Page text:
The first mention of Jews having lived in Winterswijk dates to 1700. The Jewish population of Winterswijk grew over the course of the 18th century; an organized Jewish community, however, did not come into existence in the town until the century drew to a close. The community was officially recognized in 1800.

During the early years of Jewish life in Winterswijk, religious services were held in synagogues in private homes at various locations in the town. In 1847, an actual synagogue building was consecrated in the Jodensteeg (Jews' Alley). The Jodensteeg synagogue remained in service until 1889 when it was converted to house Winterswijk's Jewish school following the consecration of a new synagogue in the Spoorstraat.

Prentbriefkaart van de synagoge met school in Winterswijk, ca. 1914

Postcard of the synagogue and school in Winterswijk, ca. 1914

During the second half of the 19th century, the Jewish population of Winterswijk grew rapidly. At the time, Jews in Winterswijk worked mainly in the textile trade, the livestock trade, and the meat industry. Jews were also active in society at large; a Jew served as interim mayor of Winterswijk during the early 20th century and, in 1919, a Jewish socialist was elected to the town council.

The earliest known Jewish cemetery in Winterswijk was established in the 18th century and was probably located on the Kottenseweg near the Elinkbosje. A second Jewish cemetery, located in the Spoorstraat, was opened at the close of the 18th century and remained in use until 1884 when the present-day Jewish cemetery in the Misterweg was opened. A temporary split in the community during the 1870s resulted in the opening of a small Jewish cemetery near the Venemans Molen.

The Jewish community at Winterswijk was governed by a community board and community council. The Board also administered aid to the poor. Other community officials included a treasurer for collecting and disbursing aid to the Jewish community in Eretz Israel. The Jews of Winterswijk also maintained a number of religious, social, and cultural voluntary organizations. In the years around 1920, several Jewish pioneers preparing for emigration to Palestine trained in the vicinity of Winterswijk. Winterswijk absorbed many Jewish refugees from Germany during the 1930s.

During the World War II German occupation of the Netherlands, the Jews of Winterswijk suffered under the same measures as Jews elsewhere in the Netherlands. In September 1941, following the exclusion of Jewish children from public education, an elementary school for the Jewish children of the region was established at Winterswijk. The school remained in operation until April, 1943. Arrests of Jews in Winterswijk began as early as October, 1941. Deportations from Winterswijk to Nazi death camps via the transit camp at Westerbork began in earnest in November 1942 and continued until April 1943.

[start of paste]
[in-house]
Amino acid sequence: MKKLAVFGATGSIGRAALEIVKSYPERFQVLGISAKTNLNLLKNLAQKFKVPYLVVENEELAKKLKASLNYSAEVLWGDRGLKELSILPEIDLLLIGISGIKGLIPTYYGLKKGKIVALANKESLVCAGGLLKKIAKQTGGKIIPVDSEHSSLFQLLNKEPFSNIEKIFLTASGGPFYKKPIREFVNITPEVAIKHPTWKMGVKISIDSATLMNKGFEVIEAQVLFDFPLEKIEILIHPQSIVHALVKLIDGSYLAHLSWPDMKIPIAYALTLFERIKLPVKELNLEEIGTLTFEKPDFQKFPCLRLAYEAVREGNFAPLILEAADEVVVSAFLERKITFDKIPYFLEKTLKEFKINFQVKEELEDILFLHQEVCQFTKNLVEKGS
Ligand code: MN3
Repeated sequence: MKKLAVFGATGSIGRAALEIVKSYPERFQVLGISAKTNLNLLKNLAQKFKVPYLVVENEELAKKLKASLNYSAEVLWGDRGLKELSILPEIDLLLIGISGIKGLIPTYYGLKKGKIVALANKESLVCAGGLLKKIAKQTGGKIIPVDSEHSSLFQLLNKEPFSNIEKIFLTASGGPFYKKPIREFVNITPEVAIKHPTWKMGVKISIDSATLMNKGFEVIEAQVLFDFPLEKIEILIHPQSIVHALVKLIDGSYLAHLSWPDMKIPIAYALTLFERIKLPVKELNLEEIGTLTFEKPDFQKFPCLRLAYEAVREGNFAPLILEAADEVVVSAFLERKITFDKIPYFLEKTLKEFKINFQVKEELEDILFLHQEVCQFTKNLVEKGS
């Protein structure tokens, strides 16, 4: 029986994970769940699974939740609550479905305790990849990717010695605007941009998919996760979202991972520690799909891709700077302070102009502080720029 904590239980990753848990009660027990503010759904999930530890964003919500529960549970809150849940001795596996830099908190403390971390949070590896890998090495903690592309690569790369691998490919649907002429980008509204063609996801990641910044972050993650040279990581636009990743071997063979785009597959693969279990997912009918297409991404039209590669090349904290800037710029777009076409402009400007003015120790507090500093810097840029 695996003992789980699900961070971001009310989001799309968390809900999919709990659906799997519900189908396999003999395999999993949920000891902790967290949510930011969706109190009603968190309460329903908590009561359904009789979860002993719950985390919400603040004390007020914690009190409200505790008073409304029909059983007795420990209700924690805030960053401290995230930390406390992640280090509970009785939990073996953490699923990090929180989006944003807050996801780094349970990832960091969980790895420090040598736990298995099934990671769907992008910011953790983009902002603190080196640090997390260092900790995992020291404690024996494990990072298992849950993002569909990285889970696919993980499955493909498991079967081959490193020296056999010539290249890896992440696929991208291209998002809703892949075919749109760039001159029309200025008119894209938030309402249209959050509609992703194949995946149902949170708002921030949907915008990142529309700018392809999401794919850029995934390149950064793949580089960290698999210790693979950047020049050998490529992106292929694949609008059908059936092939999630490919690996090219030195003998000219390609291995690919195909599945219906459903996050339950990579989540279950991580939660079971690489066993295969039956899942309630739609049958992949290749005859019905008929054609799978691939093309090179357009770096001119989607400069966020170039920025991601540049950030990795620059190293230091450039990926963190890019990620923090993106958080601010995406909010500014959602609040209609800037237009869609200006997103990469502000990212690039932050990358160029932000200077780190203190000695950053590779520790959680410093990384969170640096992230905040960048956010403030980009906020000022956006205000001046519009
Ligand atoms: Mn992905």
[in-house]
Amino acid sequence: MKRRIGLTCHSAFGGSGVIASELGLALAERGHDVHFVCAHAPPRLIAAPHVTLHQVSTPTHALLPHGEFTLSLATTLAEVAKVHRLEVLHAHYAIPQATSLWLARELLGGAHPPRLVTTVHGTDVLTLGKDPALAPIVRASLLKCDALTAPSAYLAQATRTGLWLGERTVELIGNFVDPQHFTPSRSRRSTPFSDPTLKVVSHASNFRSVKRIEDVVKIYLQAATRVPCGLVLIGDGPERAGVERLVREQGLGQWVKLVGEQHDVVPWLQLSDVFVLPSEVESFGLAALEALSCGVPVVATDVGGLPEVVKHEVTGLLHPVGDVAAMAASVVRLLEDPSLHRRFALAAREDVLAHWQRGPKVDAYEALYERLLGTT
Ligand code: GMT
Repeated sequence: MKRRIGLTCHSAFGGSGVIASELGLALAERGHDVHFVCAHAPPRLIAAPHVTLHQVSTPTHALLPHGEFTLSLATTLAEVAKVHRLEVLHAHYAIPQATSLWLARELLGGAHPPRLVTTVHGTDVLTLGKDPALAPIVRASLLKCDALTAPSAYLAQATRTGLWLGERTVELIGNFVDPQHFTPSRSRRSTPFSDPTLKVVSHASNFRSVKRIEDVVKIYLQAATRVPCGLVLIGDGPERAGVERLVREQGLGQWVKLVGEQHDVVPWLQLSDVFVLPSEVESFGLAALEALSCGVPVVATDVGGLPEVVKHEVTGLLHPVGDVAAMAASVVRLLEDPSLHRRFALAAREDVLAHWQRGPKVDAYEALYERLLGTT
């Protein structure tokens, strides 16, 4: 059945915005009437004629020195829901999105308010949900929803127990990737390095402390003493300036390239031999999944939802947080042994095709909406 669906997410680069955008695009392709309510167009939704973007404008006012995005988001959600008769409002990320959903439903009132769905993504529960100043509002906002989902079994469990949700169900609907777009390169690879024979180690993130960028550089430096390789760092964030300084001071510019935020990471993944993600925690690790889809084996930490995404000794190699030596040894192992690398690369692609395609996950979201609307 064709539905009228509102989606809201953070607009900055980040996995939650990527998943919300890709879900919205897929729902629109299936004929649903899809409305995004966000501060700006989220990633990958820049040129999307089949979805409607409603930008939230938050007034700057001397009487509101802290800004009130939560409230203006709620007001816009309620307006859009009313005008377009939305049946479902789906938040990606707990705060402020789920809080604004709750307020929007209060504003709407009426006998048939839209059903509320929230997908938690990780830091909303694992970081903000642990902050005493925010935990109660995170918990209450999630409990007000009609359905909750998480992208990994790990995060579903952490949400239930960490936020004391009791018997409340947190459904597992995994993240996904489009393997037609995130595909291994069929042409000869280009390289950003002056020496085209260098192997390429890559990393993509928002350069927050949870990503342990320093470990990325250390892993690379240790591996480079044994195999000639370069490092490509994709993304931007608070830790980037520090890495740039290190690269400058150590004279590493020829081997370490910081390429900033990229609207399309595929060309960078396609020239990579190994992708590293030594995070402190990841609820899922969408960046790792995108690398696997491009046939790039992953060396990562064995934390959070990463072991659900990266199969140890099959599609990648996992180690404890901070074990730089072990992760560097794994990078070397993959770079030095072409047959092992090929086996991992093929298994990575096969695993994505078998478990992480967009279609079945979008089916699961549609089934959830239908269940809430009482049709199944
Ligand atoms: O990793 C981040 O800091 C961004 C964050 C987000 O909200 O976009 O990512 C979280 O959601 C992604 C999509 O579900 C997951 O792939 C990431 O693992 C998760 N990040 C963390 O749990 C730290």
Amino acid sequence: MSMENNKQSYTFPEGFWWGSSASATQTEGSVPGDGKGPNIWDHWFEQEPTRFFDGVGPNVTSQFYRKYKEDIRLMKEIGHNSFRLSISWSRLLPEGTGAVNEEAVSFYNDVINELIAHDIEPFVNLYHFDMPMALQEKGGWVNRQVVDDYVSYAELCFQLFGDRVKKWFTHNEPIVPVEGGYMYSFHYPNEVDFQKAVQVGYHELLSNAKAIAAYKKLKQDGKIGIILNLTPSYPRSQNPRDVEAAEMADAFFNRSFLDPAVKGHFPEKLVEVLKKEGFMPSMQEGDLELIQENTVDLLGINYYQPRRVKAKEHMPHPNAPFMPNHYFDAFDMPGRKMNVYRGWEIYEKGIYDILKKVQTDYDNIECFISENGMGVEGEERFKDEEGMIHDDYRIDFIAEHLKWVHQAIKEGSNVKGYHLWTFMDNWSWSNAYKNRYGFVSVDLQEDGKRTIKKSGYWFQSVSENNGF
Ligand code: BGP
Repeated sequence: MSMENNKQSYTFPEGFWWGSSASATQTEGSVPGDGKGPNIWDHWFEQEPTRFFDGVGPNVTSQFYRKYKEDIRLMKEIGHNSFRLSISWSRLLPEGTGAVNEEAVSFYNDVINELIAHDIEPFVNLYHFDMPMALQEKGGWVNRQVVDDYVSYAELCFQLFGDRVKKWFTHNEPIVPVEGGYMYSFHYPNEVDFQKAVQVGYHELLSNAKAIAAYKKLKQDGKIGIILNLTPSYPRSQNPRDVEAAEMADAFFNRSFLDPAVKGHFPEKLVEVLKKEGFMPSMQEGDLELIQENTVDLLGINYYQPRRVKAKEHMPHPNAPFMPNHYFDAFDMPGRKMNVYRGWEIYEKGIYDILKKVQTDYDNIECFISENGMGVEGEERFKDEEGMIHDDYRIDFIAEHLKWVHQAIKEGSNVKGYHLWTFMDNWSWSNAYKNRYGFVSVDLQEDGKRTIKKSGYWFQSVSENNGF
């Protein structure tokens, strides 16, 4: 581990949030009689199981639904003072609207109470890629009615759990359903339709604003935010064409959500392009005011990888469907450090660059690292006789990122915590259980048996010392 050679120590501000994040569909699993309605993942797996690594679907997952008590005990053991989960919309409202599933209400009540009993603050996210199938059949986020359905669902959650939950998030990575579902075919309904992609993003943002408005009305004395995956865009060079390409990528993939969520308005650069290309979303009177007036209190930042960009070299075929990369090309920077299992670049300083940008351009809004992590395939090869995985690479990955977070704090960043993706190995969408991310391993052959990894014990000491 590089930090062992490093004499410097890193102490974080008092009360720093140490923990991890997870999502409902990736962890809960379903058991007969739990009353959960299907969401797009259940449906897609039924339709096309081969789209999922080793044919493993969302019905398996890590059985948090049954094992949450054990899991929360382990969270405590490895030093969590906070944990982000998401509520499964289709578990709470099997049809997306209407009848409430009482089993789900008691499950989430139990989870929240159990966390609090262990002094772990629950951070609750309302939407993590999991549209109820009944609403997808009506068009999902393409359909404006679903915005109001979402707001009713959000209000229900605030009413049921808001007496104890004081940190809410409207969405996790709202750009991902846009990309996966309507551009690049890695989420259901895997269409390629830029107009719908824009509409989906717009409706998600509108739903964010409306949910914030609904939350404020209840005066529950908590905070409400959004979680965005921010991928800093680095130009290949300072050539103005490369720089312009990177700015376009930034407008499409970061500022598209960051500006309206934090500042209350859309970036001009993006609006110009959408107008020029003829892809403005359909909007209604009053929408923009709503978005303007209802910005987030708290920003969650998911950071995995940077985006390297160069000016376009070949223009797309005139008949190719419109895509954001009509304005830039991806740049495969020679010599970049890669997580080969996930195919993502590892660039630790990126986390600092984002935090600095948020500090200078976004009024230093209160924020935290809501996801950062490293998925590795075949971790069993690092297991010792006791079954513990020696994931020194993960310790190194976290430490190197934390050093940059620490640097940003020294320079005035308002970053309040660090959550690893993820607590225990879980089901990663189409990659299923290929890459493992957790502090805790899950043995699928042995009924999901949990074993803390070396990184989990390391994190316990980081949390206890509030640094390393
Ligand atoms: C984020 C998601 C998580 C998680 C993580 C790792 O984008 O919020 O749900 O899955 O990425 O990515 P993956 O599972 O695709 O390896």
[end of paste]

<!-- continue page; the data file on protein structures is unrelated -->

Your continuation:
The majority of the Jews of Winterswijk were murdered during the war; only a small number returned alive from the camps at the end of the war. A few local Jews managed to survive the war in hiding, most with the help of the Landelijke Organisatie voor Hulp aan Onderduikers (National Organization for Aiding Those in Hiding). The synagogue at Winterswijk was plundered during the war; its interior was destroyed and the building was converted into a gym. The synagogue's Torah scrolls were removed from the building early in the course of the war and were hidden and later recovered.

Jewish life was reestablished in Winterswijk soon after the war ended. The synagogue was restored and its interior was refurnished with accouterments and ceremonial objects from the synagogues of other former Jewish communities in the Netherlands. The Winterswijk synagogue was officially reconsecrated in 1951. A second restoration of the synagogue took place between 1982 and 1984. At present, the synagogue is occasionally open for religious services. The two Jewish cemeteries at Winterswijk are maintained by the local authorities.

A monument in the Jewish cemetery on the Misterweg is inscribed with the names of Jews from Winterswijk deported and murdered during the war. A second monument to the memory of the Jews of Winterswijk was unveiled in 2002 on the Mevr. Kuipers-Rietbergplein is just across from Winterswijk's town hall.

The Jewish population of Winterswijk and surroundings:

The size of the Jewish community over time